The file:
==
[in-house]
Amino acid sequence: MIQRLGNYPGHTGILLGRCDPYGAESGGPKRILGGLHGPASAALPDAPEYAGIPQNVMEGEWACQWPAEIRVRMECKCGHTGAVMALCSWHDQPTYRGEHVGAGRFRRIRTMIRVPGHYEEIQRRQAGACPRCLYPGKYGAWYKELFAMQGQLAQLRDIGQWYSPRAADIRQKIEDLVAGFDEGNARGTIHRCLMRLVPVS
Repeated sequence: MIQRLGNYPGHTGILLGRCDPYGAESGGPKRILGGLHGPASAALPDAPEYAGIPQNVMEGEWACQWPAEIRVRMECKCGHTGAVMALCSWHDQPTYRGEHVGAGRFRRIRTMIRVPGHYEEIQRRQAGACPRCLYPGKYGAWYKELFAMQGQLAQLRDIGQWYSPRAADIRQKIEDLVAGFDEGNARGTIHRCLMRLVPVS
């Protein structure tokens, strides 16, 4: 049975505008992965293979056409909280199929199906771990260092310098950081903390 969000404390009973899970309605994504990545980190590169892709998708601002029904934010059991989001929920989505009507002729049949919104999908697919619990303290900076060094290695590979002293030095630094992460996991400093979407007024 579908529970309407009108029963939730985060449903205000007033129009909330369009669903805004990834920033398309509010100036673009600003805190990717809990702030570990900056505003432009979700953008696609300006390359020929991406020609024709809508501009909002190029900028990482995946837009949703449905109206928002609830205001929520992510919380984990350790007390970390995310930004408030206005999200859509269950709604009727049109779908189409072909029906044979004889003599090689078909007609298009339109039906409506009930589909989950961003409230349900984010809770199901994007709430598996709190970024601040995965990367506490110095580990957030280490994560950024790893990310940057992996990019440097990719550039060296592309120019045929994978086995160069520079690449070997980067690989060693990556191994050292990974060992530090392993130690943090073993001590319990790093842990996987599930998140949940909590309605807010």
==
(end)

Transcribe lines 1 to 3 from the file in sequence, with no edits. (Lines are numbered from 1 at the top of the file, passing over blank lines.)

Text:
[in-house]
Amino acid sequence: MIQRLGNYPGHTGILLGRCDPYGAESGGPKRILGGLHGPASAALPDAPEYAGIPQNVMEGEWACQWPAEIRVRMECKCGHTGAVMALCSWHDQPTYRGEHVGAGRFRRIRTMIRVPGHYEEIQRRQAGACPRCLYPGKYGAWYKELFAMQGQLAQLRDIGQWYSPRAADIRQKIEDLVAGFDEGNARGTIHRCLMRLVPVS
Repeated sequence: MIQRLGNYPGHTGILLGRCDPYGAESGGPKRILGGLHGPASAALPDAPEYAGIPQNVMEGEWACQWPAEIRVRMECKCGHTGAVMALCSWHDQPTYRGEHVGAGRFRRIRTMIRVPGHYEEIQRRQAGACPRCLYPGKYGAWYKELFAMQGQLAQLRDIGQWYSPRAADIRQKIEDLVAGFDEGNARGTIHRCLMRLVPVS